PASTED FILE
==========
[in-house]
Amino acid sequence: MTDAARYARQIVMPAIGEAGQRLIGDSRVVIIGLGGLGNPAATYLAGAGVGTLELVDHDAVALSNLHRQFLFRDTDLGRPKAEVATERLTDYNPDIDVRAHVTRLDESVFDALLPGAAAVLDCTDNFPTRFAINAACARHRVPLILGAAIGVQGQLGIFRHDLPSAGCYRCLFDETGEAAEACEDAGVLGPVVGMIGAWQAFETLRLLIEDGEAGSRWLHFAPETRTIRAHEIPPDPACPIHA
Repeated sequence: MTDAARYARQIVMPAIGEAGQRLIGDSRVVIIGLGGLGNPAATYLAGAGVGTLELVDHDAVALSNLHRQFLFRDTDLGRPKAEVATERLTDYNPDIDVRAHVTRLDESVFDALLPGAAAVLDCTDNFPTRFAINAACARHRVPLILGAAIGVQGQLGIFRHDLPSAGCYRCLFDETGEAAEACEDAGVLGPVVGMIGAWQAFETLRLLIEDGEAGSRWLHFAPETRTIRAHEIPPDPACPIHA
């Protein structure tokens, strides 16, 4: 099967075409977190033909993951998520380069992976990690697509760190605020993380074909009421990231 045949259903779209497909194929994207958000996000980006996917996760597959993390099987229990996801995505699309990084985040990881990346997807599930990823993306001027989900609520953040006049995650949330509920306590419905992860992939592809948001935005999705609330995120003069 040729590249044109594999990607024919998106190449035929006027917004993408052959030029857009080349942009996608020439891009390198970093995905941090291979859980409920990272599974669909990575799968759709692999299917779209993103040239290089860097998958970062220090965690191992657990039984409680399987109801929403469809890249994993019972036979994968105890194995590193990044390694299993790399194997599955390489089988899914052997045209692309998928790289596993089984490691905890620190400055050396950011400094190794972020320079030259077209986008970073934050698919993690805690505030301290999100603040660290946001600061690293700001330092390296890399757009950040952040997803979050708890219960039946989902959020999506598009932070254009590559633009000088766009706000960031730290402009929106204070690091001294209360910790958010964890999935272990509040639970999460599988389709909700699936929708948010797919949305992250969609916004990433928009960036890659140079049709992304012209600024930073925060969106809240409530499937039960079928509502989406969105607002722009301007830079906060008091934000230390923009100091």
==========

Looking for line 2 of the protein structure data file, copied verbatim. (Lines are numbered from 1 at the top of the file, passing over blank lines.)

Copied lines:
Amino acid sequence: MTDAARYARQIVMPAIGEAGQRLIGDSRVVIIGLGGLGNPAATYLAGAGVGTLELVDHDAVALSNLHRQFLFRDTDLGRPKAEVATERLTDYNPDIDVRAHVTRLDESVFDALLPGAAAVLDCTDNFPTRFAINAACARHRVPLILGAAIGVQGQLGIFRHDLPSAGCYRCLFDETGEAAEACEDAGVLGPVVGMIGAWQAFETLRLLIEDGEAGSRWLHFAPETRTIRAHEIPPDPACPIHA